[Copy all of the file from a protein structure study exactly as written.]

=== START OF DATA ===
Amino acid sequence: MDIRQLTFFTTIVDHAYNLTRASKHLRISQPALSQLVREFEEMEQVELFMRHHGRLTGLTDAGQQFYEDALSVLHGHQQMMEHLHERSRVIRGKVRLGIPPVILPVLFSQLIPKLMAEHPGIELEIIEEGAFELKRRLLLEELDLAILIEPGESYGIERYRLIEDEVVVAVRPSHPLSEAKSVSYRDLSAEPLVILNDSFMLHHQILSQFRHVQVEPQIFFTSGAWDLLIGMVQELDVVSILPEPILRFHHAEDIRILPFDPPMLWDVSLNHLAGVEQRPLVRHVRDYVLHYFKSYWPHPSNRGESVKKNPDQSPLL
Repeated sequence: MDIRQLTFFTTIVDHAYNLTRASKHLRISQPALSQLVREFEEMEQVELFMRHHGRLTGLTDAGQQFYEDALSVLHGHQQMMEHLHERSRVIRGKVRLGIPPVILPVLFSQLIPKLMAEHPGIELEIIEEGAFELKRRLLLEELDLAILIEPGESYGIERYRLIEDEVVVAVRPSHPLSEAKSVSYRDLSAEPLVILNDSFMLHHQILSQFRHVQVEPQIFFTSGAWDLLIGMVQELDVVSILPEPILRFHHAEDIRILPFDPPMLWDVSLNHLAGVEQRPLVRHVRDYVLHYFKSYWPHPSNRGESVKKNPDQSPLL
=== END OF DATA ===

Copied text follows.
Amino acid sequence: MDIRQLTFFTTIVDHAYNLTRASKHLRISQPALSQLVREFEEMEQVELFMRHHGRLTGLTDAGQQFYEDALSVLHGHQQMMEHLHERSRVIRGKVRLGIPPVILPVLFSQLIPKLMAEHPGIELEIIEEGAFELKRRLLLEELDLAILIEPGESYGIERYRLIEDEVVVAVRPSHPLSEAKSVSYRDLSAEPLVILNDSFMLHHQILSQFRHVQVEPQIFFTSGAWDLLIGMVQELDVVSILPEPILRFHHAEDIRILPFDPPMLWDVSLNHLAGVEQRPLVRHVRDYVLHYFKSYWPHPSNRGESVKKNPDQSPLL
Repeated sequence: MDIRQLTFFTTIVDHAYNLTRASKHLRISQPALSQLVREFEEMEQVELFMRHHGRLTGLTDAGQQFYEDALSVLHGHQQMMEHLHERSRVIRGKVRLGIPPVILPVLFSQLIPKLMAEHPGIELEIIEEGAFELKRRLLLEELDLAILIEPGESYGIERYRLIEDEVVVAVRPSHPLSEAKSVSYRDLSAEPLVILNDSFMLHHQILSQFRHVQVEPQIFFTSGAWDLLIGMVQELDVVSILPEPILRFHHAEDIRILPFDPPMLWDVSLNHLAGVEQRPLVRHVRDYVLHYFKSYWPHPSNRGESVKKNPDQSPLL